Ponce de León lands in Florida

The Spanish explorer landed in the New World on April 3rd, 1513.

17th century engraving of Ponce de León.

The most engaging story about the Spanish adventurer who discovered Florida for Europeans is that he went there in search of the fabled fountain of youth, which restored vigour and sexual energy to those who drank its water. Most historians now dismiss the tradition as itself a fable, but it is still alive and well in Florida. There is a certain irony in the fact that the Sunshine State has long been a favourite retirement haven for elderly Americans, who move there for their declining years.

Juan Ponce de León was born to a noble family in Spain in 1474 and in his teens fought against the Moors in Granada. In 1493 he sailed as a volunteer on Christopher Columbus’ second voyage to the New World, which took him to the island Columbus named Hispaniola (today split between the Dominican Republic and Haiti). He settled there and in 1508 led an expedition to what is now the island of Puerto Rico in search of gold, which he and his men duly discovered. He founded the Spanish colony there and was appointed governor. In 1513 he led three ships on an expedition that reached the east coast of Florida, according to tradition on April 3rd at the place where the city of Saint Augustine stands today. He named his discovery La Florida because it was close to the Christian ‘festival of flowers’, or Pascua Florida, and allegedly as a reference to the new flowering he expected to enjoy from the fountain of youth. After a few days Ponce de León sailed down the coast past the future site of Miami and further on south before returning to Puerto Rico.

In 1521 he led an expedition of 200 settlers with horses, cattle, farming implements and seeds for planting to establish a Spanish colony in La Florida, but when he and his party started to build a settlement they were attacked by the local Indians and he was mortally wounded by a poisoned arrow. He and his people retreated to Cuba, where he died. His body was taken back to Puerto Rico and given honourable burial before the high altar of the Dominican church in San Juan, the island’s principal Spanish settlement. His remains were later transferred to San Juan cathedral.

After further explorations and attempts to colonise Florida by the Spaniards and by French Huguenots, Pedro Menéndez de Avilés arrived in 1565 and founded a Spanish military base at Saint Augustine. He slaughtered the French and established the first permanent European colony on the mainland of what would become the United States. Saint Augustine is the oldest city in the continental US.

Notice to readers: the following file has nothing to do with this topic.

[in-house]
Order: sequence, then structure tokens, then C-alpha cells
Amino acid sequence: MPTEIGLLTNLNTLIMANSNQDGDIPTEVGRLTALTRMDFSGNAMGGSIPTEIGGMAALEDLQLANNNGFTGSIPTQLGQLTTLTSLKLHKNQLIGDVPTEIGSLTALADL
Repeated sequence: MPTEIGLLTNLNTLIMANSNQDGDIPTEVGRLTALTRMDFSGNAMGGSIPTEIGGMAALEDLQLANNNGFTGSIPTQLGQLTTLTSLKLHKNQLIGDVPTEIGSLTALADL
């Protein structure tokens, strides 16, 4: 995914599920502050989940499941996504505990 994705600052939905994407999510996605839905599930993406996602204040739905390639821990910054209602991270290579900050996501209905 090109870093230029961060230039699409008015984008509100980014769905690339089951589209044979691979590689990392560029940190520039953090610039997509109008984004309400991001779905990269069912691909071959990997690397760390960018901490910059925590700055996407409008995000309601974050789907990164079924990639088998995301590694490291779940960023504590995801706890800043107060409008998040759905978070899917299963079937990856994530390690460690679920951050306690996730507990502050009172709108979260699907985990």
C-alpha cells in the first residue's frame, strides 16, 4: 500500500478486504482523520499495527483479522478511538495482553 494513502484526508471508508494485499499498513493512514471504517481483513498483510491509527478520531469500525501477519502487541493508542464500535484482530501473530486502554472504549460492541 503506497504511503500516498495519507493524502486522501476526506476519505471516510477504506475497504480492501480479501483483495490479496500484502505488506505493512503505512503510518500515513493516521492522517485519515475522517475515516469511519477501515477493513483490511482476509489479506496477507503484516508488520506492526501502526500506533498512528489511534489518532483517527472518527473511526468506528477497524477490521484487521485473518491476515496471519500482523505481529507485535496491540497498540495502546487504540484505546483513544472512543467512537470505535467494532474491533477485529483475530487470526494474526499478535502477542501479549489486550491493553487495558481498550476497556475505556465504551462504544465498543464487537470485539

The story about Ponce de León and the fountain of youth, it seems, only developed after his death. The idea of such a fountain goes back for centuries in the Old World. Herodotus placed it in Ethiopia and other authors in India. The early Spanish empire builders in the Caribbean heard from local tribespeople about a rich and paradisal region called Bimini and Ponce de León’s voyage in 1513 was undertaken on the orders of the Spanish royal court to search for and colonise Bimini and any other undiscovered lands. The official document talked of finding gold and said nothing of a reinvigorating fountain, but the two ideas had already become linked. In 1535 a history of the West Indies by Gonzalo Fernández de Oviedo y Valdés said that Ponce de León had been hoping to find the rejuvenating waters of Bimini when he landed in Florida.

The tale was repeated by later authors and the tradition developed that the Indians in the Saint Augustine area enjoyed unusual longevity and that they showed Ponce de León the spring they used. He thought it must be the fountain of youth and drank its water himself. Long afterwards, in 1868, a man who bought land close to the harbour in Saint Augustine found a spring with a stone cross by it. In the early 1900s Mrs Louella Day MacConnell of Saint Augustine (known in the city as ‘Diamond Lil’) and her husband contrived to discover a document that described Ponce de León placing a stone cross beside the same spring, which enabled them to create a lucrative Fountain of Youth tourist attraction.

In 1934 workmen planting orange trees at the site came across human remains. The Smithsonian Institution in Washington DC sent a team of archaeologists, who discovered more than 100 skeletons there, dating from European and pre-European times. The result is today’s Fountain of Youth National Archaeological Park on the site of the old Spanish fort, with a reconstruction of the original Indian village. Visitors still drink the water from the spring and the park is one of Saint Augustine’s most popular attractions.